Make a conscious decision to slow yourself down. Unless you are following an ambulance taking your dangerously ill child to the hospital, or about to lose your job if you are late one more time, or on the way to save your elderly parent who has fallen and has minutes to live without you there, almost everything else can wait. Yes, there are life experiences that demand you step up with vigor and push everything aside to get to where you are going, but most times it is not the case. You can make better choices, and ultimately it IS a choice. Resolve not to let the rush control you and define you. Plan. Breathe. Be conscious and aware, and focus on what’s important.
Slow down and everything you are chasing will come around and catch you.
John De Paola
On the grave of Ezekial Aikle in East Dalhousie Cemetery, Nova Scotia:
A physician presented his bill to the attorney representing a deceased person’s estate. Each of them knew the other, having tangled quite a few times in court, where the doctor was often called as an “expert witness”. The Doctor asked the lawyer if he wanted the bill sworn to.
“No,” replied the lawyer, “the death of [Mr Smith] is sufficient evidence that you attended him professionally.”
“Be that as it may,” replied the doctor, “the fact that you handled his affairs is probably why he couldn’t afford to pay this bill in the first place.”
I said to my wife, “Guess what I heard in the pub? They reckon the milkman has made love to every woman in our road except one.”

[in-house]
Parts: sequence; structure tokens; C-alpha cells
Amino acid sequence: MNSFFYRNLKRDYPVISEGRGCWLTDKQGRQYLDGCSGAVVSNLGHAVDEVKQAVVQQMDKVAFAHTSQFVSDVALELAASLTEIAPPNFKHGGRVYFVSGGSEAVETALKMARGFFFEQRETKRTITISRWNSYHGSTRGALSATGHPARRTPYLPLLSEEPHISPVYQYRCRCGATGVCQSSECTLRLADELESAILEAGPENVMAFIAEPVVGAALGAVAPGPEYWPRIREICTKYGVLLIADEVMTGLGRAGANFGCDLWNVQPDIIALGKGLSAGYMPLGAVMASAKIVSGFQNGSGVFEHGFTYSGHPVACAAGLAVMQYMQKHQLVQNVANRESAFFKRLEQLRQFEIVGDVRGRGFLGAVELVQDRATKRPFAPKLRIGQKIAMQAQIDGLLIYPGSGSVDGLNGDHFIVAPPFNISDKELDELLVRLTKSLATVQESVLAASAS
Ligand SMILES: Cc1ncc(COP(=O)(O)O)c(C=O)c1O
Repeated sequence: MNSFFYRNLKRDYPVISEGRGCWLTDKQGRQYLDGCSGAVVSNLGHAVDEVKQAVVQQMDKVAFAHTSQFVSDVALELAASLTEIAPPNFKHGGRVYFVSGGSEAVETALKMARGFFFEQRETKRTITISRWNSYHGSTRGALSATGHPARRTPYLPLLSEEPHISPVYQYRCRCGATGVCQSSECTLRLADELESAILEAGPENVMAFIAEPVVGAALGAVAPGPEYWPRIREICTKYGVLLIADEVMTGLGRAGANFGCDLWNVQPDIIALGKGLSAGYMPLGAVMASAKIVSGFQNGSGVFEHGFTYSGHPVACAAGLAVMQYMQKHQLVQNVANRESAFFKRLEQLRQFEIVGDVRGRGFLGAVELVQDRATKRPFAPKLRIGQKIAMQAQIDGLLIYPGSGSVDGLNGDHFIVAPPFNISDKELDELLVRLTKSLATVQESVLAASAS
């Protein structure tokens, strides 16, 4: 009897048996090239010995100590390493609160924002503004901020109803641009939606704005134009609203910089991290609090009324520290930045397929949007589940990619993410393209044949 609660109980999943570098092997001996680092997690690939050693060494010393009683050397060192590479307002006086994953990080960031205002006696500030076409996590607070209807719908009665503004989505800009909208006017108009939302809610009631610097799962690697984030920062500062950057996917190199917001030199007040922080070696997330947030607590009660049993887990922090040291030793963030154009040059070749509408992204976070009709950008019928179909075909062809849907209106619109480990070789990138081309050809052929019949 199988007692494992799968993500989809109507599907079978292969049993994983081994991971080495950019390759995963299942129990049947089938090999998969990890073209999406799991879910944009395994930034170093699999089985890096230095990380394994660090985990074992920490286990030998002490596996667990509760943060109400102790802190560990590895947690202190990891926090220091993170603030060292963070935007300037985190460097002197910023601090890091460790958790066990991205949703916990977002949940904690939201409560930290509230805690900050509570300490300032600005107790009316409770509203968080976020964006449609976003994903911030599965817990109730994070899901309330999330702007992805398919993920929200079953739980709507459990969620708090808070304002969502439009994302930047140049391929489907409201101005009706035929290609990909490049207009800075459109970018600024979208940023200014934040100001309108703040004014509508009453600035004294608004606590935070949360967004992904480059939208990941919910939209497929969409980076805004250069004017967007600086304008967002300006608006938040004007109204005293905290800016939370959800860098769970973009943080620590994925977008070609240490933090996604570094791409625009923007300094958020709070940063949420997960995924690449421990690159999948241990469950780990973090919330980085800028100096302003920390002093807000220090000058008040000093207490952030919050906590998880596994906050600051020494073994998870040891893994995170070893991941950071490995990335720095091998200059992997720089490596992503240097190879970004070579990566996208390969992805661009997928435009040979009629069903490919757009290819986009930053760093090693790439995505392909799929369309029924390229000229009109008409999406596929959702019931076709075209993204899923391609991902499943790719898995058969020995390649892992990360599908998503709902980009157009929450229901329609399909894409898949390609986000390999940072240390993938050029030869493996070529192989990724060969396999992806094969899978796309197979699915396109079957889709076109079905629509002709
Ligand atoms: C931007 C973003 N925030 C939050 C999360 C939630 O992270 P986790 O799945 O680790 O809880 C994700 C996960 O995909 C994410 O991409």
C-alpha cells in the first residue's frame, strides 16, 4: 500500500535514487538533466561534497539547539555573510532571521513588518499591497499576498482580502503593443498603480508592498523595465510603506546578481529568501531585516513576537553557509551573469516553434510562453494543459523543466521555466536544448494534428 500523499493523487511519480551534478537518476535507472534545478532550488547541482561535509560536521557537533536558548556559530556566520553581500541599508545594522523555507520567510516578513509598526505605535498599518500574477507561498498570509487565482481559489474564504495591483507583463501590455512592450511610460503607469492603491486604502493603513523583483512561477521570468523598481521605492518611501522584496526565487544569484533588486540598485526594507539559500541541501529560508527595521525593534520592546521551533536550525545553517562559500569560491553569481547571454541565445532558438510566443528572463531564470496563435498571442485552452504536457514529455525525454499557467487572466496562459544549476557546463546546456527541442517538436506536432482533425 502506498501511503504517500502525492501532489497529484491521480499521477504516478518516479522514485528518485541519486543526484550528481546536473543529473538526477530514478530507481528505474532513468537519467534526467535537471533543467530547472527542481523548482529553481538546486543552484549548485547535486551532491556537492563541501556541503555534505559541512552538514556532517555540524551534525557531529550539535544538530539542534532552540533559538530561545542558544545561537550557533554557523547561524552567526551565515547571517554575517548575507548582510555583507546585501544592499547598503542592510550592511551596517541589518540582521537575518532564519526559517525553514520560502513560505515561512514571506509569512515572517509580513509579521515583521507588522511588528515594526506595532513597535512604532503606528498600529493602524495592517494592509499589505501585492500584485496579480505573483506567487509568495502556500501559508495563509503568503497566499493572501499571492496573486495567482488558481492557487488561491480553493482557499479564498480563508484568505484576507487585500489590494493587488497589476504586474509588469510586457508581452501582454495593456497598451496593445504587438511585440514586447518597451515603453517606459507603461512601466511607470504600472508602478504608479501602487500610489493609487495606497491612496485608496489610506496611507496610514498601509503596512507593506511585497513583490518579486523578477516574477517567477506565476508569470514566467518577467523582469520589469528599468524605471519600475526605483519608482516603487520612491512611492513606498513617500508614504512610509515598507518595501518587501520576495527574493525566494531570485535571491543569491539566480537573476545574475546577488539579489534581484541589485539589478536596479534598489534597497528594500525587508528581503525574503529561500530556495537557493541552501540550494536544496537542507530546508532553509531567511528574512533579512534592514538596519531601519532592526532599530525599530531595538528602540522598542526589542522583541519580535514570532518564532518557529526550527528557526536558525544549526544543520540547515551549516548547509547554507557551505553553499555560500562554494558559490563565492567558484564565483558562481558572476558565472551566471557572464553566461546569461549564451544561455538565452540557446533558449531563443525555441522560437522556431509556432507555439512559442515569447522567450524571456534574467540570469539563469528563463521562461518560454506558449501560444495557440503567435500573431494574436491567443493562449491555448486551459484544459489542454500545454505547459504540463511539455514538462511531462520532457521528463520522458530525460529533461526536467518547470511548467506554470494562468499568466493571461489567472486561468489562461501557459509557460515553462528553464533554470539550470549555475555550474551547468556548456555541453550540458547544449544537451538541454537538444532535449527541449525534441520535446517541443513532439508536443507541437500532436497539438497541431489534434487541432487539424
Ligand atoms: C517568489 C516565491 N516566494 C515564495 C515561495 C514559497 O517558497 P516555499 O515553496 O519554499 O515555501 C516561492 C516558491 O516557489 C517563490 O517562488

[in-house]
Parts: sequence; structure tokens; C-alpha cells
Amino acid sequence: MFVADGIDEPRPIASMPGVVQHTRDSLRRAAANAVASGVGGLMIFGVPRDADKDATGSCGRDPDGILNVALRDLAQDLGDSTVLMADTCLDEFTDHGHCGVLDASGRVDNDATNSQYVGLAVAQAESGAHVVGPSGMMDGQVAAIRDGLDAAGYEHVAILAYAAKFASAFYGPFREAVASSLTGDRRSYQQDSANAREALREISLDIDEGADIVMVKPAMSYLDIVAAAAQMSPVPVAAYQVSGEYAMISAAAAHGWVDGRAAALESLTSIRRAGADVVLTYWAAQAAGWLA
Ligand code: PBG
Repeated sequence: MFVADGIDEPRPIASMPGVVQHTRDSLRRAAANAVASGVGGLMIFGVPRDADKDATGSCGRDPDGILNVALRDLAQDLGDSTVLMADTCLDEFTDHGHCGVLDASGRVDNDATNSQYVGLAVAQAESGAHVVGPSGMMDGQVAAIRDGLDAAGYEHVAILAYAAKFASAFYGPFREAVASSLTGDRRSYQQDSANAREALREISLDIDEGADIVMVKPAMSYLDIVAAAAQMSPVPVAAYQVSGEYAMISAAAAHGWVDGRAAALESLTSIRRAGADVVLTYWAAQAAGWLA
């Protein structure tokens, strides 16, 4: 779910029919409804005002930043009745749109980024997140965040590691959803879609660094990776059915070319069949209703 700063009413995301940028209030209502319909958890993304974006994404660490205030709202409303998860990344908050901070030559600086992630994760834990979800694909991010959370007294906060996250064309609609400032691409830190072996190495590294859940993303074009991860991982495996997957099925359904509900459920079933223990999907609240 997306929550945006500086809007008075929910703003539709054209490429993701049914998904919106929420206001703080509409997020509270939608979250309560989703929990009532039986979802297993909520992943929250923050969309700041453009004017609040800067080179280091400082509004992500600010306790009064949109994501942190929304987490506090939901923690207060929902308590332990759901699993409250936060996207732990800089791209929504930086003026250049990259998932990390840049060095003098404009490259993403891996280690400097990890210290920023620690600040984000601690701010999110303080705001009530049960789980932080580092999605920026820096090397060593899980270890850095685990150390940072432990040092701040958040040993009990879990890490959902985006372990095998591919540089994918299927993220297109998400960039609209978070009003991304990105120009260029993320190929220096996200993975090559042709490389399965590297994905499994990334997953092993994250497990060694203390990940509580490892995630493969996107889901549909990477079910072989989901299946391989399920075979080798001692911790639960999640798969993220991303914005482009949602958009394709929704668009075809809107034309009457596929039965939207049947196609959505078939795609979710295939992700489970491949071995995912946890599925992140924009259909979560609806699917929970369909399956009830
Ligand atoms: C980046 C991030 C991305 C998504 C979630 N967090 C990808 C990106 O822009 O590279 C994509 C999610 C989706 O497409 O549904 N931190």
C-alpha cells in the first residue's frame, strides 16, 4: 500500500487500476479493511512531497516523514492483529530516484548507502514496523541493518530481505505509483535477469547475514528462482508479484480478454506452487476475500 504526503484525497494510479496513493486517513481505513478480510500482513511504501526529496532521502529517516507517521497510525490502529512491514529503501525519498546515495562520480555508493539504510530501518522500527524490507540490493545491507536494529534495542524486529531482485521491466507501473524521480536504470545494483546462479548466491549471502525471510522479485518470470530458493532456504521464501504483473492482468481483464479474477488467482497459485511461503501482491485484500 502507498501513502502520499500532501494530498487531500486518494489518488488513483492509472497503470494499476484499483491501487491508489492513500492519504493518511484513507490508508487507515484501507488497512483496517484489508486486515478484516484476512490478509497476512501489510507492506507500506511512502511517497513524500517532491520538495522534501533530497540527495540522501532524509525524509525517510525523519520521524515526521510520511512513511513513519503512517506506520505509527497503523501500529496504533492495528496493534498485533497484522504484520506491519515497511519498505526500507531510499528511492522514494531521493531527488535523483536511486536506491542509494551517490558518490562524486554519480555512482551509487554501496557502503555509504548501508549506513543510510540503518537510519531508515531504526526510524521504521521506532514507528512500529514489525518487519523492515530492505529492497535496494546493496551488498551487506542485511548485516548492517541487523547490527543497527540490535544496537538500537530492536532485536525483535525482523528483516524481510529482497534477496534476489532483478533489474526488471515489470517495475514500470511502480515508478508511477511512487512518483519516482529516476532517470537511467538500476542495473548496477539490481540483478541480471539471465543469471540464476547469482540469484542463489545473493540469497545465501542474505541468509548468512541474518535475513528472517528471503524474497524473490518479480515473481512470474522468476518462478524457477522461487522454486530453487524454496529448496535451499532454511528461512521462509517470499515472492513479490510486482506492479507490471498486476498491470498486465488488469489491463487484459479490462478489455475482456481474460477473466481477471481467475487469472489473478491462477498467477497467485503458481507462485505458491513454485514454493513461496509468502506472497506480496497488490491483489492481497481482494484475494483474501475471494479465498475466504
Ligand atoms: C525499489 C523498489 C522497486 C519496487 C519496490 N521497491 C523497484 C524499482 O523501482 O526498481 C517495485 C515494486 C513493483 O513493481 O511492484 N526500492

And she said, “I’ll bet it’s that stuck-up Phyllis at number 23.”
An airline pilot with poor eyesight had managed to pass his periodic vision exams by memorizing the eye charts beforehand. One year, though, his doctor used a new chart that the pilot had never before seen. The pilot proceeded to recite the old chart and the doctor realized that she’d been hoodwinked. Well, the pilot proved to be nearly blind as a bat. But the doctor could not contain her curiosity. “How is it that someone with your eyesight can manage to pilot a plane at all? I mean, how for example do you taxi the plane out to the runway?” “Well,” says the pilot, “it’s really not very hard. All you have to do is follow the instructions of the ground controller over the radio. And besides, the landmarks have all become quite familiar to me over the years.”
“I can understand that,” replies the doctor. “But what about the take-off?” “Again, a simple procedure. I just aim the plane down the runway, go to full throttle, pull back on the stick, and off we go!”
“But once you’re aloft?” “Oh, everything’s fully automated these days. The flight computer knows our destination, and all I have to do is hit the autopilot and the plane pretty much flies itself.”
“But I still don’t see how you land!” “Oh, that’s the easiest part of all. All I do is use the airport’s radio beacon to get us on the proper glide path. Then I just throttle down and wait for the co-pilot to yell, ‘AIEEEEEEEEEEEEEEEE!!!’ pull the nose up, and the plane lands just fine!”
Slow down and enjoy the journey right now. Take time for the people in your life. They won’t always be there.
Management is not responsible for duplicates from previous dailies. The editor is somewhat senile.